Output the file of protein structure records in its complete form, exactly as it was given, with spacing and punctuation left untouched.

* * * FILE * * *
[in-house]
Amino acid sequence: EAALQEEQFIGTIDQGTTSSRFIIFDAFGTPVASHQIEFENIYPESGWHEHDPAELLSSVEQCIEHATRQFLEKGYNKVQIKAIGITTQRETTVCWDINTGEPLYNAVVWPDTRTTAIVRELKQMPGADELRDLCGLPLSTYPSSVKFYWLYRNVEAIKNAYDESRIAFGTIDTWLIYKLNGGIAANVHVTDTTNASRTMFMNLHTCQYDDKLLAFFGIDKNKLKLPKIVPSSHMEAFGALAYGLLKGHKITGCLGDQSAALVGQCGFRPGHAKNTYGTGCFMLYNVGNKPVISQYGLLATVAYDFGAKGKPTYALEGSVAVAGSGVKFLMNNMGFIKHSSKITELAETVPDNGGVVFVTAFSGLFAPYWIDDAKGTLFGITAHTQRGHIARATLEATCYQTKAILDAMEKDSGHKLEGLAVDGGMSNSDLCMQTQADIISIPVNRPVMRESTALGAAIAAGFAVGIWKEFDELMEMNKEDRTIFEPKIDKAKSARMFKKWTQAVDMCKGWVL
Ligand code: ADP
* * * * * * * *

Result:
[in-house]
Amino acid sequence: EAALQEEQFIGTIDQGTTSSRFIIFDAFGTPVASHQIEFENIYPESGWHEHDPAELLSSVEQCIEHATRQFLEKGYNKVQIKAIGITTQRETTVCWDINTGEPLYNAVVWPDTRTTAIVRELKQMPGADELRDLCGLPLSTYPSSVKFYWLYRNVEAIKNAYDESRIAFGTIDTWLIYKLNGGIAANVHVTDTTNASRTMFMNLHTCQYDDKLLAFFGIDKNKLKLPKIVPSSHMEAFGALAYGLLKGHKITGCLGDQSAALVGQCGFRPGHAKNTYGTGCFMLYNVGNKPVISQYGLLATVAYDFGAKGKPTYALEGSVAVAGSGVKFLMNNMGFIKHSSKITELAETVPDNGGVVFVTAFSGLFAPYWIDDAKGTLFGITAHTQRGHIARATLEATCYQTKAILDAMEKDSGHKLEGLAVDGGMSNSDLCMQTQADIISIPVNRPVMRESTALGAAIAAGFAVGIWKEFDELMEMNKEDRTIFEPKIDKAKSARMFKKWTQAVDMCKGWVL
Ligand code: ADP